Pressed for Time? HIIT It
The Great Pumpkin Workout
Diseases & Conditions
Adolescent (13 to 18 Years)
Amenorrhea in Teens
Anatomy of a Child's Brain
Anatomy of the Endocrine System in Children
Anxiety Disorders in Children
Asthma in Children Index
Becker Muscular Dystrophy (BMD) in Children
Bone Marrow Transplant for Children
Brain Tumors in Children
Breast Conditions in Young Women
Chemotherapy for Children: Side Effects
Discipline
Ewing Sarcoma in Children
Exercise and Children
Exercise and Teenagers
Female Growth and Development
Firearms
Gynecological and Menstrual Conditions
Hepatitis B Virus (HBV) in Children
High Blood Pressure in Children and Teens
Home Page - Adolescent Medicine
Inflammatory and Infectious Musculoskeletal Disorders
Inflammatory and Infectious Neurological Disorders
Inguinal Hernia in Children
Insect Bites and Children
Kidney Transplantation in Children
Major Depression in Teens
Meningitis in Children
Menstrual Cramps (Dysmenorrhea) in Teens
Menstrual Disorders
Mood Disorders in Children and Adolescents
Myasthenia Gravis (MG) in Children
Normal Newborn Behaviors and Activities
Oral Health
Osteosarcoma (Osteogenic Sarcoma) in Children
Overview of Adolescent Health Problems
Pap Test for Adolescents
Pediatric Blood Disorders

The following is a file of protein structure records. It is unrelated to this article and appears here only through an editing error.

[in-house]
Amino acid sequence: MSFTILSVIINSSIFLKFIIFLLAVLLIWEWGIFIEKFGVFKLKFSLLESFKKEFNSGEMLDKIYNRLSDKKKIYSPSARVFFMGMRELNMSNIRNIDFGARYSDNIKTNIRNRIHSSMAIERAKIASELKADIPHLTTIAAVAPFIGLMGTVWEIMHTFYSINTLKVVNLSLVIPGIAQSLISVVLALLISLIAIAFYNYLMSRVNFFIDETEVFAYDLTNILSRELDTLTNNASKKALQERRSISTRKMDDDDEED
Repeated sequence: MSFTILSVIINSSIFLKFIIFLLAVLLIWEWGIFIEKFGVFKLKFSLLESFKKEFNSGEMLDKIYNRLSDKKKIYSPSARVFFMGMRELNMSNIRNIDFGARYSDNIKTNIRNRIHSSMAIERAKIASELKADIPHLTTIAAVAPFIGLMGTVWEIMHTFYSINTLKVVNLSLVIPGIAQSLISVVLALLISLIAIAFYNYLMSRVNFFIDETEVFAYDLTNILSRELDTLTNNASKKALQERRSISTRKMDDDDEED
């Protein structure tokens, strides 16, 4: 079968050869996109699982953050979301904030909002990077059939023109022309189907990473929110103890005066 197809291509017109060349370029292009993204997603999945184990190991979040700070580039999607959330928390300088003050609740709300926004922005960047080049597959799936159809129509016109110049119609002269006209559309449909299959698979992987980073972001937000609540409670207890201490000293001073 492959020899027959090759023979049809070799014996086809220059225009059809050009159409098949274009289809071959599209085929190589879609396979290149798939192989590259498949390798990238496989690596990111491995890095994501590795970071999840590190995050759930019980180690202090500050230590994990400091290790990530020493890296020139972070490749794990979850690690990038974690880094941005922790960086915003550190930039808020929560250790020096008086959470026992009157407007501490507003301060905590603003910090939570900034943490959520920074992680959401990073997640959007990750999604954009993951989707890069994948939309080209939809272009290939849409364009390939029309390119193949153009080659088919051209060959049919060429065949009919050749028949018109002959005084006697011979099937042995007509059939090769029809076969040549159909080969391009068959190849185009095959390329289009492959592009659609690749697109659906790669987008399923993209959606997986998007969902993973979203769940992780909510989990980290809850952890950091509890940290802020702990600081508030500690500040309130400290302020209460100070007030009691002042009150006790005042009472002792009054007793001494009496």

Post-Traumatic Stress Disorder (PTSD) in Children
Preparing the School-Aged Child for Surgery
Schizophrenia in Children
School-Aged Child Nutrition
Sports Safety for Children
Superficial Injuries of the Face and Head- Overview
Teens and Diabetes Mellitus
Television and Children
Thalassemia
The Growing Child- Teenager (13 to 18 Years)
The Growing Child: 1 to 3 Months
The Growing Child: 10 to 12 Months
The Growing Child: 2-Year-Olds
The Growing Child: 4 to 6 Months
The Growing Child: 7 to 9 Months
The Growing Child: Newborn
The Growing Child: Preschool (4 to 5 Years)
The Growing Child: School-Age (6 to 12 Years)
The Heart
The Kidneys
Your Child's Asthma
Your Child's Asthma: Flare-ups

Disclaimer: This information is not intended to substitute or replace the professional medical advice you receive from your child's physician. The content provided on this page is for informational purposes only, and was not designed to diagnose or treat a health problem or disease. Please consult your child's physician with any questions or concerns you may have regarding a medical condition.